To characterize the risk of progression to nonserviceable hearing in patients with sporadic vestibular schwannomas (VS) who elect initial observation.
Retrospective case series.
Two tertiary care centers.
VS patients with serviceable hearing who underwent at least two audiograms and two MRI studies before intervention or loss to follow-up.
Serviceable hearing, defined as the pure tone average ≤ 50 dB HL and word recognition score ≥ 50%.
Four-hundred sixty-six patients (median age of 57 yr and median tumor diameter of 7.3 mm) had serviceable hearing at presentation and were followed for a median of 2.3 years (IQR 1.0 – 4.0). Kaplan–Meier estimated rates of maintaining serviceable hearing (95% CI; number still at risk) at 1, 3, 5, 7, and 10 years following diagnosis were 94% (91–96; 357), 77% (73–82; 172), 66% (60–73; 81), 56% (49–65; 31), and 44% (33–59; 10), respectively. Each 10-dB increase in pure-tone averages at diagnosis was associated with a 2-fold increased likelihood of developing nonserviceable hearing (hazard ratio 2.07; p < 0.001). Each 10% decrease in word recognition score was associated with a 1.5-fold increased likelihood of developing nonserviceable hearing (hazard ratio 1.48; p < 0.001).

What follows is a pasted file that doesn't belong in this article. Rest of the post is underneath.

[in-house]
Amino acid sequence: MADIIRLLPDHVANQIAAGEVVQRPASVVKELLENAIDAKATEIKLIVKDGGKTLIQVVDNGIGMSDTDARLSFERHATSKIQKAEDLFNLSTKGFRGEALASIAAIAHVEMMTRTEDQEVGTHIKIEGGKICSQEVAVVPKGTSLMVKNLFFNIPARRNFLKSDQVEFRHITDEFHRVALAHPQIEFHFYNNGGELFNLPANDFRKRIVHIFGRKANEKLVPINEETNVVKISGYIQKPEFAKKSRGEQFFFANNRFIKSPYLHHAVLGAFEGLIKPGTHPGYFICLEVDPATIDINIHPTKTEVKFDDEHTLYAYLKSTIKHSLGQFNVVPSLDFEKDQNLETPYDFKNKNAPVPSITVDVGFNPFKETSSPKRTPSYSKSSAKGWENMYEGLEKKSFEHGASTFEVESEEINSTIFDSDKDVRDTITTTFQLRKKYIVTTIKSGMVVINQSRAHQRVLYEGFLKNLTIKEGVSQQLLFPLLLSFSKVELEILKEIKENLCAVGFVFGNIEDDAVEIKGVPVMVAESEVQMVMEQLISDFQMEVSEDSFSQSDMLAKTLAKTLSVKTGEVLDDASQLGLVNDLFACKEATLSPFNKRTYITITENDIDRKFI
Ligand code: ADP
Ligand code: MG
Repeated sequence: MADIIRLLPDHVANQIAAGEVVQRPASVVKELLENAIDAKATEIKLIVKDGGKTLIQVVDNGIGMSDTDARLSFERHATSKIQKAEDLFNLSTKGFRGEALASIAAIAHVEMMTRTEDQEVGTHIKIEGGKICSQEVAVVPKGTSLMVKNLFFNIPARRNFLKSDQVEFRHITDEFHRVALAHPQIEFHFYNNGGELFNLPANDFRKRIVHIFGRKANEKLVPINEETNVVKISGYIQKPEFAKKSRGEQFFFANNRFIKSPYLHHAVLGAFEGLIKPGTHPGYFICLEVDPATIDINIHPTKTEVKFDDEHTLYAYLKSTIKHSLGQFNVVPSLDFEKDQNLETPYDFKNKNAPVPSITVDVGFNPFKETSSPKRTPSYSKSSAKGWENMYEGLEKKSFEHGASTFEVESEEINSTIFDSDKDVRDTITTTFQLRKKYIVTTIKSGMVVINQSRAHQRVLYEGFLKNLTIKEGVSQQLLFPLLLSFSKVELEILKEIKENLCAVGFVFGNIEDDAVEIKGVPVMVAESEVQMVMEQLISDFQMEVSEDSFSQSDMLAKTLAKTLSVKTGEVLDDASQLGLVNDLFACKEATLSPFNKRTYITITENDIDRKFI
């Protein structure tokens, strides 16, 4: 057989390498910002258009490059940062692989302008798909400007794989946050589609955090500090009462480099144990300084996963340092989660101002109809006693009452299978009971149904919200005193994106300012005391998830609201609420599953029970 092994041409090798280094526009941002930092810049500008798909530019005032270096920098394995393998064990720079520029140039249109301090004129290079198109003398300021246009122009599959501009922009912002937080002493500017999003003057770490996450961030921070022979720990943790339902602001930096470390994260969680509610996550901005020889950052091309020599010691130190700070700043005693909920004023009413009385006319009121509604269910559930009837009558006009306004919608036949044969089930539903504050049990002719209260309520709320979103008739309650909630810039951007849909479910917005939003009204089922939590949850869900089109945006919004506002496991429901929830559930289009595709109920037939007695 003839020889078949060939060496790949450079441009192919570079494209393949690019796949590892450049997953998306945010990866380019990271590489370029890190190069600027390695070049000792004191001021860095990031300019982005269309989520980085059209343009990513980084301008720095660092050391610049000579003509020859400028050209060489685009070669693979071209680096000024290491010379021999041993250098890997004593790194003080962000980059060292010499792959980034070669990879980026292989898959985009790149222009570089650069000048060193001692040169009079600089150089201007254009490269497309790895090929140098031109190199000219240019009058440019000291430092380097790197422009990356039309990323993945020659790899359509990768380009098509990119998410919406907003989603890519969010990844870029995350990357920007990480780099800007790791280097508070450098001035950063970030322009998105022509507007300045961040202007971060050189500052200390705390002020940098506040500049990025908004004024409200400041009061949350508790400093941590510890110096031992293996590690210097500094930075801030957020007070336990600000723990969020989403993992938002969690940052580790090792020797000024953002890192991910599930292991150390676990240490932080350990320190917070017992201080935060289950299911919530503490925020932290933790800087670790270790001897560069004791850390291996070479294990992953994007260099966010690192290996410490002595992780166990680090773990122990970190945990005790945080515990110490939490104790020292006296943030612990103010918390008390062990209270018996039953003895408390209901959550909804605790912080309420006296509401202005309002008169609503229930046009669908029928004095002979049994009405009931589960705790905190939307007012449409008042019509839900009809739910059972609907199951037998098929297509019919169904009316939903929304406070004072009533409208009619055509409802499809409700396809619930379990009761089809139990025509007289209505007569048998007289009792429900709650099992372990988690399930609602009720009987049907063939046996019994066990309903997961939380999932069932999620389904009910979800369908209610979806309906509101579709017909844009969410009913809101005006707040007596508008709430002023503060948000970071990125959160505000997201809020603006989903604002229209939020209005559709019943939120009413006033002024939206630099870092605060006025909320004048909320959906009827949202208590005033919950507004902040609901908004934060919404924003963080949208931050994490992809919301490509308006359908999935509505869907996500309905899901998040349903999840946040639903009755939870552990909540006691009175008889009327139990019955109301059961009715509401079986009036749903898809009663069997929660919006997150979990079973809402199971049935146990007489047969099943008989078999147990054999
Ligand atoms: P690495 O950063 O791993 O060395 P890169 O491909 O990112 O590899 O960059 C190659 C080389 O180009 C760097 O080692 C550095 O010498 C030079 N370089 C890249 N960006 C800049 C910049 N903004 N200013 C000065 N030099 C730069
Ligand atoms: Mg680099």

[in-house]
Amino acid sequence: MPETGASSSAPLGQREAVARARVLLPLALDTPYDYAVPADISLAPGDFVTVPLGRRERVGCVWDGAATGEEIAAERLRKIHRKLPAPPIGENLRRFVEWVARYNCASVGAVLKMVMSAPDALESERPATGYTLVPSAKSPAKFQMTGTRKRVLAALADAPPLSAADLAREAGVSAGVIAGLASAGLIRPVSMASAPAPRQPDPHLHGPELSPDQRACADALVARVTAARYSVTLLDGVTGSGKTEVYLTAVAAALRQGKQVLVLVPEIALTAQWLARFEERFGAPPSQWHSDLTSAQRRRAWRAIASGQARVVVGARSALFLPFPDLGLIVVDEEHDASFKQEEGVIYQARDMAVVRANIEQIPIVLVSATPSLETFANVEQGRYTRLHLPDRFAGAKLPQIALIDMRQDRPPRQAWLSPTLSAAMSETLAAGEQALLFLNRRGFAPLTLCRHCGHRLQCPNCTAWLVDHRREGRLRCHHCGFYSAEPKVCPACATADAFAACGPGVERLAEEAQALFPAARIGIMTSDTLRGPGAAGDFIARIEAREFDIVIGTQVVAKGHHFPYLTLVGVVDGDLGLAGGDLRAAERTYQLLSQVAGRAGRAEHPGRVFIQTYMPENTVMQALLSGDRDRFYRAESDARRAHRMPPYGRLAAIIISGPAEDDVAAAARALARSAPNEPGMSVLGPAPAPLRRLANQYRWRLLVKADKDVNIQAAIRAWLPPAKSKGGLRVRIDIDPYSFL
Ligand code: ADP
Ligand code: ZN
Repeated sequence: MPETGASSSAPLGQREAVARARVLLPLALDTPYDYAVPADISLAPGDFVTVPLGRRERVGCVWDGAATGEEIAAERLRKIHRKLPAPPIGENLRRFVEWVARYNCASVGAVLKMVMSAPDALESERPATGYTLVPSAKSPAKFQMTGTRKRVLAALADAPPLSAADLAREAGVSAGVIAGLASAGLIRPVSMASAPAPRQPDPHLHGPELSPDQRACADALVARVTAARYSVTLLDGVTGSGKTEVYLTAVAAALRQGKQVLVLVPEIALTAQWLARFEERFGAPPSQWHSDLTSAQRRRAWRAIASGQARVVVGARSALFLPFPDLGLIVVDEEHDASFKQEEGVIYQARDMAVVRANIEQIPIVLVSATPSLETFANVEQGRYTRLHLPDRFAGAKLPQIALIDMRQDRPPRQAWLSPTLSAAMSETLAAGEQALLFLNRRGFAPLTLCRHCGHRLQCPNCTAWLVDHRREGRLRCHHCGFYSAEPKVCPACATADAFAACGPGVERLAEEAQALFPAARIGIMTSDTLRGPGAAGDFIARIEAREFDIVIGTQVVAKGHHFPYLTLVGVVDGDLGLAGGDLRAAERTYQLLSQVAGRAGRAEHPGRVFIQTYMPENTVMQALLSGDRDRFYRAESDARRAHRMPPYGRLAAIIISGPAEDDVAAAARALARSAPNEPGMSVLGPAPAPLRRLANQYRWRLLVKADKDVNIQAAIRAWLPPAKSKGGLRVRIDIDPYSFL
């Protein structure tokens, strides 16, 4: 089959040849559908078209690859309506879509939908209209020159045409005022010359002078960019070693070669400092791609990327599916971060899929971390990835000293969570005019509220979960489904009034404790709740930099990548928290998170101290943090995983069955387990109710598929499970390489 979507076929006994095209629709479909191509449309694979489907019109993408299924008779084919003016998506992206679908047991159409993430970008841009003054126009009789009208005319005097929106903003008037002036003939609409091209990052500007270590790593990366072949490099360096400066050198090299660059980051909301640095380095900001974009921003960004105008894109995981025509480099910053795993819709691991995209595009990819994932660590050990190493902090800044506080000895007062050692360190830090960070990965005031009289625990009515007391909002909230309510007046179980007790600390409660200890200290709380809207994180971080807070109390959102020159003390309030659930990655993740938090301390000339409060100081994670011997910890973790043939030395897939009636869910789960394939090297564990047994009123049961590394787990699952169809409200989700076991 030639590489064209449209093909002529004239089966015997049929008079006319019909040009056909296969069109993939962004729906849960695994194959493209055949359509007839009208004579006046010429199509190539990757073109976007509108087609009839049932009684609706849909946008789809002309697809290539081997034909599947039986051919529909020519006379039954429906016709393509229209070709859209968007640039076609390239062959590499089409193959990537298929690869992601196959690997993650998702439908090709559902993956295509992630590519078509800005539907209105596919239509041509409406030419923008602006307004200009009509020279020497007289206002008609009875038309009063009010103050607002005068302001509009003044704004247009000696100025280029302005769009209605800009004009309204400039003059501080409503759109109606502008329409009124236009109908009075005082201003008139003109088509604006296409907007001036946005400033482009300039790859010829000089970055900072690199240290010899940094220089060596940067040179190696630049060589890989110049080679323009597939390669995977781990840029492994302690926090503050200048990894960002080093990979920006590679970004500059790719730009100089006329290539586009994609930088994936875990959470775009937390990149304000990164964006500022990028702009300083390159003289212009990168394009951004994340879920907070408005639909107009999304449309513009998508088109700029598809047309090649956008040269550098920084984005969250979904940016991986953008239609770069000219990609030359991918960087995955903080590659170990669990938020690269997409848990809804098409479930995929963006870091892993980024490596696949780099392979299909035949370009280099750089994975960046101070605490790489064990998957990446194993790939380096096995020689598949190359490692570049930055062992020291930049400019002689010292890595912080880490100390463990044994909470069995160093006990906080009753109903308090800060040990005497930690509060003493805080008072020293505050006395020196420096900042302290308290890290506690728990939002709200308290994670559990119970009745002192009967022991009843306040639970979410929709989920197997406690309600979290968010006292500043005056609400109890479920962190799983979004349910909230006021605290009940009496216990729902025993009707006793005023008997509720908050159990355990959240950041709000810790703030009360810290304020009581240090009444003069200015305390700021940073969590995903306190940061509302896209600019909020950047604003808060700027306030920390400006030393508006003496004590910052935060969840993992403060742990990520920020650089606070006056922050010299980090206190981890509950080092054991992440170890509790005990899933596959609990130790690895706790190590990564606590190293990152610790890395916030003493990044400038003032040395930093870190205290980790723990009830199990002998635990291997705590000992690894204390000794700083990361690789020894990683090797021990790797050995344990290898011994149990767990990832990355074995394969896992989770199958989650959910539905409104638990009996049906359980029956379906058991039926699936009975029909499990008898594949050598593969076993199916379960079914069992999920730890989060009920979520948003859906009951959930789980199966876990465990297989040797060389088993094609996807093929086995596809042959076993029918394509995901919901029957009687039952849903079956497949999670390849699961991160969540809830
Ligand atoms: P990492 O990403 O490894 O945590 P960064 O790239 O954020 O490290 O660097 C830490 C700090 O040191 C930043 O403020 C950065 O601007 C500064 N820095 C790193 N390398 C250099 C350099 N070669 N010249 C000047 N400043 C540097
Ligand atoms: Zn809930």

Among patients with sporadic VS, good baseline word recognition score and low pure-tone average are jointly associated with maintenance of serviceable hearing. These data may be used to guide patient counseling and optimize management.
*Department of Otolaryngology, University of Texas Southwestern Medical Center, Dallas, Texas
†Department of Otolaryngology—Head and Neck Surgery, Mayo Clinic School of Medicine
‡Division of Biomedical Statistics and Informatics, Mayo Clinic, Rochester, Minnesota
§Department of Otolaryngology, University of North Carolina, Chapel Hill, North Carolina
||Department of Neurosurgery
¶Department of Otolaryngology—Head and Neck Surgery, The Otology Group of Vanderbilt University, Vanderbilt University Medical Center, Nashville, Tennessee
Address correspondence and reprint requests to Jacob B. Hunter, M.D., Department of Otolaryngology—Head and Neck Surgery, 5323 Harry Hines Blvd., Dallas, TX 75390; E-mail: firstname.lastname@example.org
Institutional Review Board Approval(s): #151481 and 15-008224.
D.S.H. is a consultant for Stryker and Synthes.
The authors disclose no conflicts of interest.